Vice President Biden held a national summit about the Cancer Moonshot initiative last week. In addition to a central event in Washington, D.C., local summits were simultaneously held in over 270 locations nationwide.
The vice president gave an introductory speech detailing the importance of the program, and introducing many new initiatives to help achieve the goal of accelerating 10 years of progress against cancer to just five years.
Vice President Biden is the perfect person to lead this extraordinarily important effort. He is passionate about the subject, having a personal experience with the disease that has deeply affected him.
In his own words, he is good at “removing stuff,” particularly the arbitrary bureaucratic challenges that can clog up the path towards scientific progress. And he has the stature and gravitas to lead an effort that has such bipartisan appeal.
The initiative is important, because many challenges exist in the prevention, detection and treatment of cancer. Last week I underscored the critical importance of cancer screening in a column on FoxNews.com.
Uninsured individuals have breast and colon cancer screening rates of only 38 percent and 24 percent, respectively. Patient navigation programs have been shown to address this challenge. Raising appropriate cancer screening rates for all citizens to 100 percent would save thousands of lives annually.
Another challenge, as the vice president discussed in his speech last week, is the reality that the cost of new cancer drugs is soaring uncontrollably. A small number of cancer patients go bankrupt while receiving cancer treatment. A recent study found that financial insolvency is a risk factor for early mortality among patients with cancer. This as a complex issue, but fortunately the vice president appears poised to address it.
In listening to the vice president at the summit, I was encouraged to hear that he intimately understands the harsh realities of cancer patients today.
He also underscored his commitment to helping patients both today and in the future. Over 30 new initiatives were announced at the summit including public-private partnerships with many pharmaceutical and biotechnology companies; expediting cancer researchers’ access to investigational agents; and establishing a fast track patent review in selected fields of cancer therapies. Moonshot includes one billion new dollars for federal funding of cancer research, and private sector commitments make this figure even higher—as an example, the American Cancer Society is doubling its research budget to $200 million over the next five years.
Such funding is of vital importance, as our expanding knowledge of genomics and immunology are leading to new treatments that are generating unprecedented positive results today—right now. Undoubtedly this infusion of research funding will lead to new discoveries and insights that have the real potential to improve patient outcomes.
Moonshot programs are also aimed at prevention and screening. While often used synonymously, these are two different things. Prevention programs are designed to stop cancer before it develops, with smoking cessation as the best example. The quickest way to reduce the cancer burden in the U.S. is to end smoking.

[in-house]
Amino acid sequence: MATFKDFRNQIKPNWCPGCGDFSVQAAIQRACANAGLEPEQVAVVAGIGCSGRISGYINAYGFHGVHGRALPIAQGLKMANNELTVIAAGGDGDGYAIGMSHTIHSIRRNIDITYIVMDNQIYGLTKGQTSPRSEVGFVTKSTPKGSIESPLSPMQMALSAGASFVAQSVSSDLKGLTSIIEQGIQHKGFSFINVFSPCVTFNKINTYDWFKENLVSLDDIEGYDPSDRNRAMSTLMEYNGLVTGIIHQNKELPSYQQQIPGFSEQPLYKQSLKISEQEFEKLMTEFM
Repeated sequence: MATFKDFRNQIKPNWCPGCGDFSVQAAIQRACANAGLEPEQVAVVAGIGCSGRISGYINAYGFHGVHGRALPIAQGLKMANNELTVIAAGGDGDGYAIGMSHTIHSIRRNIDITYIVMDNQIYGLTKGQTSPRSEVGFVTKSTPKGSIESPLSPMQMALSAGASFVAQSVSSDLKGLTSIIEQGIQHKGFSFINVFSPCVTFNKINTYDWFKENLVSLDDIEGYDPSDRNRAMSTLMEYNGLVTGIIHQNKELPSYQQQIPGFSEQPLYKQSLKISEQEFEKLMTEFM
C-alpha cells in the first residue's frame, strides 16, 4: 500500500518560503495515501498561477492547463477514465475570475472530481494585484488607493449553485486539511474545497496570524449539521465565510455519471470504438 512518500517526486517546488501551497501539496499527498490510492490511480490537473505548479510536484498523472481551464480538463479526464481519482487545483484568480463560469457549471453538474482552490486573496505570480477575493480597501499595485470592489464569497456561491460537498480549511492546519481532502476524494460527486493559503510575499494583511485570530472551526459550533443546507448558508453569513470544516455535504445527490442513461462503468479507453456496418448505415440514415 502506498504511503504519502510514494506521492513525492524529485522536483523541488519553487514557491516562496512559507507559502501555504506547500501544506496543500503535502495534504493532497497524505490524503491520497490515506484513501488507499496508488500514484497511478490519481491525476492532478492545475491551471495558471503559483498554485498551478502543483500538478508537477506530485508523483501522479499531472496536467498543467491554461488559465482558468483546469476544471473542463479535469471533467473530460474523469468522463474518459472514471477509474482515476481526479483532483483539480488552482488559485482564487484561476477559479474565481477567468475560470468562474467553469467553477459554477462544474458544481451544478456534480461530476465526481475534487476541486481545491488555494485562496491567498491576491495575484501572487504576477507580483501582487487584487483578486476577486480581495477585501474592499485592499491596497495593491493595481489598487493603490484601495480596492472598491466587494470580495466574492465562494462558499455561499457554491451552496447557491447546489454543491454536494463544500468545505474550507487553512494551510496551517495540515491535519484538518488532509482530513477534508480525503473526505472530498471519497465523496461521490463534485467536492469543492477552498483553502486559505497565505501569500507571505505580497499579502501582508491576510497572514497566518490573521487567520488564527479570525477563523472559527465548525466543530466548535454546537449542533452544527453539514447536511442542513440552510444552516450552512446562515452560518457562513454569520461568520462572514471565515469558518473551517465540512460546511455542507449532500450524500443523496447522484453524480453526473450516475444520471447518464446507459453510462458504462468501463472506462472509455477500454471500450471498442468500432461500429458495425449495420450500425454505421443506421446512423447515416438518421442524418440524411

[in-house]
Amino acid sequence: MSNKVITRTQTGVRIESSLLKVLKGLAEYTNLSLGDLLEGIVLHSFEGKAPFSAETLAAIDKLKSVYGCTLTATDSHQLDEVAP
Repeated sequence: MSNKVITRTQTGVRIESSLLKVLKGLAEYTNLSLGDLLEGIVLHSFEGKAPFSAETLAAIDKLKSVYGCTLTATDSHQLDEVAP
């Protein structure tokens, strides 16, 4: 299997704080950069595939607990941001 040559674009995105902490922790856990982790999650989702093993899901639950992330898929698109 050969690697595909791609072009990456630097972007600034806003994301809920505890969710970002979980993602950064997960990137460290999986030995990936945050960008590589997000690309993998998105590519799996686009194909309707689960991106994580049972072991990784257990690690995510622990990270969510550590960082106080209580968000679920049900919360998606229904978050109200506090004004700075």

Notably, one Moonshot initiative includes a Massive Acceleration in Prevention Science (MAPS) effort, designed to explore novel ways to lower smoking rates for at-risk populations in pilot programs in Washington, D.C. and Cleveland.
Screening involves the early detection of cancer to identify it before it has a chance to spread, or metastasize. Pap smears, mammograms and screening colonoscopies have all been shown to be cost effective ways to detect cervical, breast and colon cancer at earlier stages and lead to more cures. One promising Moonshot screening initiative is the use of proteogenomics to potentially detect cancer with a simple blood test.
Too often, clinical research today is clogged with “stuff.” Only 4 percent of cancer patients are enrolled on clinical trials. It takes as long as six months to even open a trial due to logistical challenges. On top of that the enormous regulatory aspect of conducting clinical trials has contributed to the soaring cost of cancer treatments. This is the type of "stuff" that needs to be eliminated. Enormous opportunities exist to streamline the clinical trial process. Fortunately, as I heard last week, the Moonshot program has several initiatives aimed at addressing these challenges, too.
Vice President Biden came to Cleveland the day after the summit to tour a Cleveland Clinic community facility in a disadvantaged neighborhood, designed to facilitate wellness, cancer prevention, and screening. Mammography and pap smears are provided free of charge, and a robust patient navigation program exists to remove barriers to health care access. This visit was symbolic, and underscores the importance of cancer screening as part of the Moonshot initiative. I had the privilege of greeting the Vice President, and his commitment to address these complex issues is genuine.
There is no quick fix to solve the cancer crisis. There are over 200 cancers, not one; the biology of the disease is extraordinarily complex; the cost of treatments is rising exponentially; access to basic care, especially for the underserved, is an ongoing challenge; and more and more people are being diagnosed with cancer as our population ages. But our knowledge about this disease is also growing exponentially, and new therapies are showing exciting results.
All of us in the cancer field, especially those of us who interact with cancer patients every day, and see their fear, and their courage, every day, welcome the Moonshot initiative.
Time matters for cancer patients. Vice President Biden says that the time for Moonshot is now. He is correct.
Brian J. Bolwell, MD is the Chairman of the Taussig Cancer Center at the Cleveland Clinic.